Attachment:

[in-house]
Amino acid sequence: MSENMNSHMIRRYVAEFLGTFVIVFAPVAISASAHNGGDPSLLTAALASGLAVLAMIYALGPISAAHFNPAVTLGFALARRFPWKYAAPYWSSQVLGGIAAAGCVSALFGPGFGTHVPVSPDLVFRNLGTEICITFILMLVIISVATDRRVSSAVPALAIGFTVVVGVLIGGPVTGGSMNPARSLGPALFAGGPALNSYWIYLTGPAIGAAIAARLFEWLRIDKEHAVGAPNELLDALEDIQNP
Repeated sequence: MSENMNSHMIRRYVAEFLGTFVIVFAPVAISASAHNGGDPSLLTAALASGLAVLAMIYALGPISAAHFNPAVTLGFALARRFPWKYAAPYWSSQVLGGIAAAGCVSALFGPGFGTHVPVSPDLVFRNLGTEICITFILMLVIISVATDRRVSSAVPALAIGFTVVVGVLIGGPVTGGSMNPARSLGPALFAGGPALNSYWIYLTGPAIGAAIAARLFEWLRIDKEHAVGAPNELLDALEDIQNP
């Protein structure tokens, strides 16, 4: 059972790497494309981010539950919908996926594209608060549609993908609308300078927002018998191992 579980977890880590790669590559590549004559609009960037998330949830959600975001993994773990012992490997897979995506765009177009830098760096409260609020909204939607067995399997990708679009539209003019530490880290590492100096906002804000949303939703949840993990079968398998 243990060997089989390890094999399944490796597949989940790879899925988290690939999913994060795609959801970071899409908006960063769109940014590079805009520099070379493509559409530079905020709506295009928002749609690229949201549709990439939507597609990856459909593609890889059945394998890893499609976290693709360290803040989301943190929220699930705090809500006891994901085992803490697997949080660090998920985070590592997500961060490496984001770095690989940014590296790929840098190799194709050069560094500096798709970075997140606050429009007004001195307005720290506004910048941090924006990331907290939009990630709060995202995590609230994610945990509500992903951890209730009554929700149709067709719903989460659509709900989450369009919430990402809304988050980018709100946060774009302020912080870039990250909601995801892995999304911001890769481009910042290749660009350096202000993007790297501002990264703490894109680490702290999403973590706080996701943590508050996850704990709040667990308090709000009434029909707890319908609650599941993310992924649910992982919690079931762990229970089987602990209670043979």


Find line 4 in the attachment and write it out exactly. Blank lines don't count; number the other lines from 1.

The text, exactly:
């Protein structure tokens, strides 16, 4: 059972790497494309981010539950919908996926594209608060549609993908609308300078927002018998191992 579980977890880590790669590559590549004559609009960037998330949830959600975001993994773990012992490997897979995506765009177009830098760096409260609020909204939607067995399997990708679009539209003019530490880290590492100096906002804000949303939703949840993990079968398998 243990060997089989390890094999399944490796597949989940790879899925988290690939999913994060795609959801970071899409908006960063769109940014590079805009520099070379493509559409530079905020709506295009928002749609690229949201549709990439939507597609990856459909593609890889059945394998890893499609976290693709360290803040989301943190929220699930705090809500006891994901085992803490697997949080660090998920985070590592997500961060490496984001770095690989940014590296790929840098190799194709050069560094500096798709970075997140606050429009007004001195307005720290506004910048941090924006990331907290939009990630709060995202995590609230994610945990509500992903951890209730009554929700149709067709719903989460659509709900989450369009919430990402809304988050980018709100946060774009302020912080870039990250909601995801892995999304911001890769481009910042290749660009350096202000993007790297501002990264703490894109680490702290999403973590706080996701943590508050996850704990709040667990308090709000009434029909707890319908609650599941993310992924649910992982919690079931762990229970089987602990209670043979």